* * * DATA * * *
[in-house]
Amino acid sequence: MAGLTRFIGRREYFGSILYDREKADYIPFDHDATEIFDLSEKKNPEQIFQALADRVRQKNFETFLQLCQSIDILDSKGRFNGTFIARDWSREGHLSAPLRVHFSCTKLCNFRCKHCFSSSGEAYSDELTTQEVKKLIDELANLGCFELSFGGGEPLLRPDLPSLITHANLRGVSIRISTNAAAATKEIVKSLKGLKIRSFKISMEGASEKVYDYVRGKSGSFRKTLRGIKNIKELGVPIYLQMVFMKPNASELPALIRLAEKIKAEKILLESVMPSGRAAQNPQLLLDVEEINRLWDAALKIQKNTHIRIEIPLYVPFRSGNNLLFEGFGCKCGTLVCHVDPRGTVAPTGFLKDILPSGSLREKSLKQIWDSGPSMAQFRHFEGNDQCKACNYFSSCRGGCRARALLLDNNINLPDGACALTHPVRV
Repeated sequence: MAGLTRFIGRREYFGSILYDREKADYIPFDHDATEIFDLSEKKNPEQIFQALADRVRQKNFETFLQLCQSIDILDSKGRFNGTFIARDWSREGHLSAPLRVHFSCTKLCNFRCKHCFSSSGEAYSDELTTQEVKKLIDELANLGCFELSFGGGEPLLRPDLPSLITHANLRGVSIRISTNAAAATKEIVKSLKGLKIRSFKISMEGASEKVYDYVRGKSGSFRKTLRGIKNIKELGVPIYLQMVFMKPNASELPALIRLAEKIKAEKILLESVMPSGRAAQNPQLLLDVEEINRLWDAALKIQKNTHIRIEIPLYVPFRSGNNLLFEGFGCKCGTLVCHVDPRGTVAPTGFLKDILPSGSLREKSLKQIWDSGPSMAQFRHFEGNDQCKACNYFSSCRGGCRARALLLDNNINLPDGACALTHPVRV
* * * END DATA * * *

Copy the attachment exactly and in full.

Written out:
[in-house]
Amino acid sequence: MAGLTRFIGRREYFGSILYDREKADYIPFDHDATEIFDLSEKKNPEQIFQALADRVRQKNFETFLQLCQSIDILDSKGRFNGTFIARDWSREGHLSAPLRVHFSCTKLCNFRCKHCFSSSGEAYSDELTTQEVKKLIDELANLGCFELSFGGGEPLLRPDLPSLITHANLRGVSIRISTNAAAATKEIVKSLKGLKIRSFKISMEGASEKVYDYVRGKSGSFRKTLRGIKNIKELGVPIYLQMVFMKPNASELPALIRLAEKIKAEKILLESVMPSGRAAQNPQLLLDVEEINRLWDAALKIQKNTHIRIEIPLYVPFRSGNNLLFEGFGCKCGTLVCHVDPRGTVAPTGFLKDILPSGSLREKSLKQIWDSGPSMAQFRHFEGNDQCKACNYFSSCRGGCRARALLLDNNINLPDGACALTHPVRV
Repeated sequence: MAGLTRFIGRREYFGSILYDREKADYIPFDHDATEIFDLSEKKNPEQIFQALADRVRQKNFETFLQLCQSIDILDSKGRFNGTFIARDWSREGHLSAPLRVHFSCTKLCNFRCKHCFSSSGEAYSDELTTQEVKKLIDELANLGCFELSFGGGEPLLRPDLPSLITHANLRGVSIRISTNAAAATKEIVKSLKGLKIRSFKISMEGASEKVYDYVRGKSGSFRKTLRGIKNIKELGVPIYLQMVFMKPNASELPALIRLAEKIKAEKILLESVMPSGRAAQNPQLLLDVEEINRLWDAALKIQKNTHIRIEIPLYVPFRSGNNLLFEGFGCKCGTLVCHVDPRGTVAPTGFLKDILPSGSLREKSLKQIWDSGPSMAQFRHFEGNDQCKACNYFSSCRGGCRARALLLDNNINLPDGACALTHPVRV